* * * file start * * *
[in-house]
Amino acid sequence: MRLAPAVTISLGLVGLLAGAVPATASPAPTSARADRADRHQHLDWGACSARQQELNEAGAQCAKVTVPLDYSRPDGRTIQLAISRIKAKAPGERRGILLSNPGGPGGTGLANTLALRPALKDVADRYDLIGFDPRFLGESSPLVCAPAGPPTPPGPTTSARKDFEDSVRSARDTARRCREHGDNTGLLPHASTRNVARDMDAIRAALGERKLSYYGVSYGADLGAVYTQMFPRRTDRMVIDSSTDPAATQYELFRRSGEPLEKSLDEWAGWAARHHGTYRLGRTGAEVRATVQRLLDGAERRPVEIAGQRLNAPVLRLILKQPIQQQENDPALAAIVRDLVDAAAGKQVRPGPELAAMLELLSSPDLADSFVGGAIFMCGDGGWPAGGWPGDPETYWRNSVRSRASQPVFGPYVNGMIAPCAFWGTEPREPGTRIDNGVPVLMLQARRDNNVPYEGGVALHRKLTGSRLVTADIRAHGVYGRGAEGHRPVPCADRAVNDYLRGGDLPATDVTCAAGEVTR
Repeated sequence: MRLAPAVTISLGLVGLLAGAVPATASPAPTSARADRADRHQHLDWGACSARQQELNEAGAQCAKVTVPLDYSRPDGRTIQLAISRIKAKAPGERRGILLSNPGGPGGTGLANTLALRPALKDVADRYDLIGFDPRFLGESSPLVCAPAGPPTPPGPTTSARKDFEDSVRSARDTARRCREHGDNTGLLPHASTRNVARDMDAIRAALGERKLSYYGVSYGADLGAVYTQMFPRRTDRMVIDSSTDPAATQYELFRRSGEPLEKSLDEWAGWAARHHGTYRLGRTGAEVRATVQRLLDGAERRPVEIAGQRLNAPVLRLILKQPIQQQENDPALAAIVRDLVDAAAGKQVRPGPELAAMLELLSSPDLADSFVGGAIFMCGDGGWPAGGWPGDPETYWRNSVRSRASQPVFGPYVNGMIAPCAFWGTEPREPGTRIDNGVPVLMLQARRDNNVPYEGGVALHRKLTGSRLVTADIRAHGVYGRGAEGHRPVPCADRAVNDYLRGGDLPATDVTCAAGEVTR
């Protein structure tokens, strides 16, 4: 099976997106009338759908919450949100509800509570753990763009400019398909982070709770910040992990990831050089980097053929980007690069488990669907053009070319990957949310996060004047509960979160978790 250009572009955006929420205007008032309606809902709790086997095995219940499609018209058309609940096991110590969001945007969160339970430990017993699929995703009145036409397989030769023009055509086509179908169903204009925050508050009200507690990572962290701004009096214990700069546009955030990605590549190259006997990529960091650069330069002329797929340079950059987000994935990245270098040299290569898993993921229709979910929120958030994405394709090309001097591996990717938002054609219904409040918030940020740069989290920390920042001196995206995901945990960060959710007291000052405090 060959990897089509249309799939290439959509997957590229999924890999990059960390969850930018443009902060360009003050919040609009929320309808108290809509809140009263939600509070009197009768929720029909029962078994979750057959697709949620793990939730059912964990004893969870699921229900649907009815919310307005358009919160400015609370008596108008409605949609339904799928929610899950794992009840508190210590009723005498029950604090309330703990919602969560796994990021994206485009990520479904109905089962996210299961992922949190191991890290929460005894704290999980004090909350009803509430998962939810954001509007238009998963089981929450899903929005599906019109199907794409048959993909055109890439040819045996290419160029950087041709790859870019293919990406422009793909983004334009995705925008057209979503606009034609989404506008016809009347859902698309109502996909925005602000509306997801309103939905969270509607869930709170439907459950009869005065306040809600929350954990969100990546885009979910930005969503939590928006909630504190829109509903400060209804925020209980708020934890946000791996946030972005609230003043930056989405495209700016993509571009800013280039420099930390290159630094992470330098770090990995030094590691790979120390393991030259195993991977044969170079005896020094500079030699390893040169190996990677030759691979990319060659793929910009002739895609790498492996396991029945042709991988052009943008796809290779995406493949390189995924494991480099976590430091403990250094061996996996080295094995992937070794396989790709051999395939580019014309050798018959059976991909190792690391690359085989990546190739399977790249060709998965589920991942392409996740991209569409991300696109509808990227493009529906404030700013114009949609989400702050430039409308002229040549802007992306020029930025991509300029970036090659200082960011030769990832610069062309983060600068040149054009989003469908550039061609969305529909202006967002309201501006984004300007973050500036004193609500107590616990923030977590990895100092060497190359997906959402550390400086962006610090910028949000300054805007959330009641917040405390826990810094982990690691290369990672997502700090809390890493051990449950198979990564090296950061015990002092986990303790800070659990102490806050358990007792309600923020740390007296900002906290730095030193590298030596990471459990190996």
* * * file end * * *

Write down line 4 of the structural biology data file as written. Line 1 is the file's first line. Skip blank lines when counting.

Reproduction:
């Protein structure tokens, strides 16, 4: 099976997106009338759908919450949100509800509570753990763009400019398909982070709770910040992990990831050089980097053929980007690069488990669907053009070319990957949310996060004047509960979160978790 250009572009955006929420205007008032309606809902709790086997095995219940499609018209058309609940096991110590969001945007969160339970430990017993699929995703009145036409397989030769023009055509086509179908169903204009925050508050009200507690990572962290701004009096214990700069546009955030990605590549190259006997990529960091650069330069002329797929340079950059987000994935990245270098040299290569898993993921229709979910929120958030994405394709090309001097591996990717938002054609219904409040918030940020740069989290920390920042001196995206995901945990960060959710007291000052405090 060959990897089509249309799939290439959509997957590229999924890999990059960390969850930018443009902060360009003050919040609009929320309808108290809509809140009263939600509070009197009768929720029909029962078994979750057959697709949620793990939730059912964990004893969870699921229900649907009815919310307005358009919160400015609370008596108008409605949609339904799928929610899950794992009840508190210590009723005498029950604090309330703990919602969560796994990021994206485009990520479904109905089962996210299961992922949190191991890290929460005894704290999980004090909350009803509430998962939810954001509007238009998963089981929450899903929005599906019109199907794409048959993909055109890439040819045996290419160029950087041709790859870019293919990406422009793909983004334009995705925008057209979503606009034609989404506008016809009347859902698309109502996909925005602000509306997801309103939905969270509607869930709170439907459950009869005065306040809600929350954990969100990546885009979910930005969503939590928006909630504190829109509903400060209804925020209980708020934890946000791996946030972005609230003043930056989405495209700016993509571009800013280039420099930390290159630094992470330098770090990995030094590691790979120390393991030259195993991977044969170079005896020094500079030699390893040169190996990677030759691979990319060659793929910009002739895609790498492996396991029945042709991988052009943008796809290779995406493949390189995924494991480099976590430091403990250094061996996996080295094995992937070794396989790709051999395939580019014309050798018959059976991909190792690391690359085989990546190739399977790249060709998965589920991942392409996740991209569409991300696109509808990227493009529906404030700013114009949609989400702050430039409308002229040549802007992306020029930025991509300029970036090659200082960011030769990832610069062309983060600068040149054009989003469908550039061609969305529909202006967002309201501006984004300007973050500036004193609500107590616990923030977590990895100092060497190359997906959402550390400086962006610090910028949000300054805007959330009641917040405390826990810094982990690691290369990672997502700090809390890493051990449950198979990564090296950061015990002092986990303790800070659990102490806050358990007792309600923020740390007296900002906290730095030193590298030596990471459990190996």